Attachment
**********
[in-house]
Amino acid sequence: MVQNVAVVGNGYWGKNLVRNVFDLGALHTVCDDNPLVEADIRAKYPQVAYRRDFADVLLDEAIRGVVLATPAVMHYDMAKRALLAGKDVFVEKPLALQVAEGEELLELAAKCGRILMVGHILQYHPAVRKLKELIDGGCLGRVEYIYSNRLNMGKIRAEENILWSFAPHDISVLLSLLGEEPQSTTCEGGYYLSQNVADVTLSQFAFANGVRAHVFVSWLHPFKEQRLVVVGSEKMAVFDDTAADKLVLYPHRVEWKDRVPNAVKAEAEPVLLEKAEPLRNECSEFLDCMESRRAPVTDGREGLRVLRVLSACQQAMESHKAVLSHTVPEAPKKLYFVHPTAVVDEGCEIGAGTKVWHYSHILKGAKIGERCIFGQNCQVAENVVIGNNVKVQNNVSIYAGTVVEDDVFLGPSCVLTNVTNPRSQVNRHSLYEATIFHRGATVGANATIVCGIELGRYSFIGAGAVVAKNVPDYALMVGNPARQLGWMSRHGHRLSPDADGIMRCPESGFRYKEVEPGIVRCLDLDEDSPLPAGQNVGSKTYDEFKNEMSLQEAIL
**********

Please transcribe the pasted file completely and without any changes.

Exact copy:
[in-house]
Amino acid sequence: MVQNVAVVGNGYWGKNLVRNVFDLGALHTVCDDNPLVEADIRAKYPQVAYRRDFADVLLDEAIRGVVLATPAVMHYDMAKRALLAGKDVFVEKPLALQVAEGEELLELAAKCGRILMVGHILQYHPAVRKLKELIDGGCLGRVEYIYSNRLNMGKIRAEENILWSFAPHDISVLLSLLGEEPQSTTCEGGYYLSQNVADVTLSQFAFANGVRAHVFVSWLHPFKEQRLVVVGSEKMAVFDDTAADKLVLYPHRVEWKDRVPNAVKAEAEPVLLEKAEPLRNECSEFLDCMESRRAPVTDGREGLRVLRVLSACQQAMESHKAVLSHTVPEAPKKLYFVHPTAVVDEGCEIGAGTKVWHYSHILKGAKIGERCIFGQNCQVAENVVIGNNVKVQNNVSIYAGTVVEDDVFLGPSCVLTNVTNPRSQVNRHSLYEATIFHRGATVGANATIVCGIELGRYSFIGAGAVVAKNVPDYALMVGNPARQLGWMSRHGHRLSPDADGIMRCPESGFRYKEVEPGIVRCLDLDEDSPLPAGQNVGSKTYDEFKNEMSLQEAIL